SEOUL, Aug. 1 (Korea Bizwire) — Unlike in the past, when foreign carmakers mainly released high-priced electric vehicles (EVs) in the Korean market, they are now launching a string of new models with lower prices and improved performance to increase the potential for subsidies.
The competition was ignited by U.S. electric vehicle maker Tesla Inc.’s recent release of the Model Y rear-wheel-drive SUV in the domestic market.
Previously, Tesla primarily sold the front-wheel-drive model of the Model Y in South Korea, which has a high price of over 70 million won (US$54,730) due to its production in the U.S.
However, the company has equipped the new Model Y with a lithium iron phosphate (LFP) battery made in China, reducing the price to 56.99 million won, making it eligible for a full subsidy.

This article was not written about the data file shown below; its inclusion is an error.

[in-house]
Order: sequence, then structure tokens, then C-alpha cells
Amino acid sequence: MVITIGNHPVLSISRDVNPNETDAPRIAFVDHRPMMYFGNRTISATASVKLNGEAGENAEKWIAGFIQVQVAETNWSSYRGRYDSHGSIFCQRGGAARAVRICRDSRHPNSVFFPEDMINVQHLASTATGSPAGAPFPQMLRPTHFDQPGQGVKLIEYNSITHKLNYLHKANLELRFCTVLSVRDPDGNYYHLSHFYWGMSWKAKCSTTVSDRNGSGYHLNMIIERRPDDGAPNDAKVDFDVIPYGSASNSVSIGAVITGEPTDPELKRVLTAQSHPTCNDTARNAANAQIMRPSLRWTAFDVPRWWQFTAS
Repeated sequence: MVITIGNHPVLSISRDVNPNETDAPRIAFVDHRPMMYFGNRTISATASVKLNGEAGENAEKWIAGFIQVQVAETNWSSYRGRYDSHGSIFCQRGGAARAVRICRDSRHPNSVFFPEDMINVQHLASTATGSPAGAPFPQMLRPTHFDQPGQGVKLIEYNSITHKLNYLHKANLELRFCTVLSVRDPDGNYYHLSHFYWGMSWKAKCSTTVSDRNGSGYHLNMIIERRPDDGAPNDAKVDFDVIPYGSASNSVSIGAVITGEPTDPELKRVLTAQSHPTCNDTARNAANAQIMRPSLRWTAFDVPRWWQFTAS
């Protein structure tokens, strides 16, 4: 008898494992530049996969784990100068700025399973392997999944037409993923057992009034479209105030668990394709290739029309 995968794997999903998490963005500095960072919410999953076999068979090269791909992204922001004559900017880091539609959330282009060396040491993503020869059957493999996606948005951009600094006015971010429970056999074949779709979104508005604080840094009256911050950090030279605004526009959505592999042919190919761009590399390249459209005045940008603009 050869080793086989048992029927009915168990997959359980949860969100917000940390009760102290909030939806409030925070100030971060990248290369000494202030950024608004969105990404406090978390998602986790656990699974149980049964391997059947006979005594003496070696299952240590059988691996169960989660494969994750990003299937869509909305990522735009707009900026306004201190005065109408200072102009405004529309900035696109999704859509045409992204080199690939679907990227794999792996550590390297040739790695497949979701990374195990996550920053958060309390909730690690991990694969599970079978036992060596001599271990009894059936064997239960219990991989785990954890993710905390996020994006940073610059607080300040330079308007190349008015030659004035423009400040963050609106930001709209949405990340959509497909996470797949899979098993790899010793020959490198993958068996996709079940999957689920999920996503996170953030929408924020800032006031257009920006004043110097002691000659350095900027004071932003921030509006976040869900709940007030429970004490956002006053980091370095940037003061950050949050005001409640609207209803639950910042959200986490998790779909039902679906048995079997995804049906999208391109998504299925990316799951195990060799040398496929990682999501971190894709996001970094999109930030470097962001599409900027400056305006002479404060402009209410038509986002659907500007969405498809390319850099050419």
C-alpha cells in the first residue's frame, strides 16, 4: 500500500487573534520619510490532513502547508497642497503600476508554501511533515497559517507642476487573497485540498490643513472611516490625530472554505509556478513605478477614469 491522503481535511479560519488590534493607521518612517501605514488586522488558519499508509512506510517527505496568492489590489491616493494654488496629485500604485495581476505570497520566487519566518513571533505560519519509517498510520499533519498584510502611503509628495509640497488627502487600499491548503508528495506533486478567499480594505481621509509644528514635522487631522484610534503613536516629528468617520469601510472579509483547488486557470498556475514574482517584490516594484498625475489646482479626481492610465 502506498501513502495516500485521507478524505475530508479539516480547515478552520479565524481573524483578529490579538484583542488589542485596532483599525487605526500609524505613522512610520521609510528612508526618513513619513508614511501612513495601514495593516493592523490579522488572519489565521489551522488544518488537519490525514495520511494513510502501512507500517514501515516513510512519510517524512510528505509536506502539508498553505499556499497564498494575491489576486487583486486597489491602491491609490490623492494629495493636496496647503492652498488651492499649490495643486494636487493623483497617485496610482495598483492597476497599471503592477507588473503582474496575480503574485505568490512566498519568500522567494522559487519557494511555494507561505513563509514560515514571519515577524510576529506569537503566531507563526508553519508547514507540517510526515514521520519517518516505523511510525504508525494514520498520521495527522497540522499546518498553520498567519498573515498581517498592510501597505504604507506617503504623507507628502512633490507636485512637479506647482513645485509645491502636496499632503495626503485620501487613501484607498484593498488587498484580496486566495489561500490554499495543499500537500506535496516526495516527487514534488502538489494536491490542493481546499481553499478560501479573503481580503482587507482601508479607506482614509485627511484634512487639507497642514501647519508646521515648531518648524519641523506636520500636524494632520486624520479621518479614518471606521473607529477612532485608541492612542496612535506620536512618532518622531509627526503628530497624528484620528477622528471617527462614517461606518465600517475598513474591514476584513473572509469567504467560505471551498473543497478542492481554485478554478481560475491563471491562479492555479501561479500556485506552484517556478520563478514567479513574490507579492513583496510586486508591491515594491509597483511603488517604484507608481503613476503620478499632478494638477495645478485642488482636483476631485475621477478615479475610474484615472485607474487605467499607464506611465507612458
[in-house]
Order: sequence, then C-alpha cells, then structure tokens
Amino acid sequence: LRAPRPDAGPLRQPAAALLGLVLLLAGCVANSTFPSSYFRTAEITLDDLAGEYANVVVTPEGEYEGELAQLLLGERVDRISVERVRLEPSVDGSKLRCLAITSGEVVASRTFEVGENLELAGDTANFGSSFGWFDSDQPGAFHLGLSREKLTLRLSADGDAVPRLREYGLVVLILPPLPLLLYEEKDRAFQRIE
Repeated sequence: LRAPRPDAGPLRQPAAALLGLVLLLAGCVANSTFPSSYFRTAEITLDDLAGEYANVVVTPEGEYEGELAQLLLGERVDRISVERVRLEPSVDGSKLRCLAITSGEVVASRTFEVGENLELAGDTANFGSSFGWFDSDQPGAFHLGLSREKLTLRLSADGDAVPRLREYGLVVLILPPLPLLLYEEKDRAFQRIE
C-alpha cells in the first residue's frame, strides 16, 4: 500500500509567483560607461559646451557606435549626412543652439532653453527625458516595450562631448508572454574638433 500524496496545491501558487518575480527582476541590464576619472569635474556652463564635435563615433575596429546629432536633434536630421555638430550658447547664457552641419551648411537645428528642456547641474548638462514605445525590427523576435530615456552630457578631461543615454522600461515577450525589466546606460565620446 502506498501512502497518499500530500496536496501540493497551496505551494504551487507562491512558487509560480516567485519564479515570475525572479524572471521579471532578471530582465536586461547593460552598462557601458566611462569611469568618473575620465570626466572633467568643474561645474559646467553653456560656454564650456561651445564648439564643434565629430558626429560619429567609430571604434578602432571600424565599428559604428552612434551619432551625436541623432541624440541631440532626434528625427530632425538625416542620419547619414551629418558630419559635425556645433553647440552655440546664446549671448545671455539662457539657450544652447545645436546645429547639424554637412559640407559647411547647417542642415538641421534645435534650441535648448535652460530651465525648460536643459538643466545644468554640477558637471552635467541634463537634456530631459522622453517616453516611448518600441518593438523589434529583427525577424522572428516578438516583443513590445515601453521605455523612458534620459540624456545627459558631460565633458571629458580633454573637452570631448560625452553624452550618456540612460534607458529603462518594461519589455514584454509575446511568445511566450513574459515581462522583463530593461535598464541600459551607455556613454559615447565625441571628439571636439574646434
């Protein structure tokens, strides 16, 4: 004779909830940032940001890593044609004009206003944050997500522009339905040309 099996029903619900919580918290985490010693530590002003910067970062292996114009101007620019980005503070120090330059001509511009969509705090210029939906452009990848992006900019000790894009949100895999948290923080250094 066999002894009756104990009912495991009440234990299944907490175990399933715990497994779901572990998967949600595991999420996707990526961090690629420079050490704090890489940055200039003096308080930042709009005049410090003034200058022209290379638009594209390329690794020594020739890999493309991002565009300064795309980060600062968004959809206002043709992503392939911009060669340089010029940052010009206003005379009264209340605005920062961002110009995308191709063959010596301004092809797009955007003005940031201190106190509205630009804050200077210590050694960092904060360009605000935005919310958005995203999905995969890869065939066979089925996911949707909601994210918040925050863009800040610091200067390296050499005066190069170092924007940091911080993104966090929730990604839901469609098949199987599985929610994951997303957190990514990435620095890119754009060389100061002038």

The South Korean government provides a full subsidy for EVs priced below 57 million won and a 50 percent subsidy for those ranging from 57 million won to 85 million won.
Prior to Tesla, Volkswagen Korea also released an upgraded version of the all-electric ID.4 SUV in June and launched the Pro Light model, which is eligible for a full subsidy.
Meanwhile, Audi’s Q4 40 e-Tron SUV failed to comply with subsidy requirements last year.
However, the 2023 model is upgraded to have a single-charge driving distance of 411 kilometers and a low-temperature driving distance of 268 kilometers, now going through the Ministry of Environment’s subsidy evaluation process.
Under the subsidy requirements set by the ministry, EVs with a total driving distance of over 400 kilometers can be eligible for subsidies if their low-temperature driving distance is higher than 65 percent of the normal temperature driving distance.
Kevin Lee (email@example.com)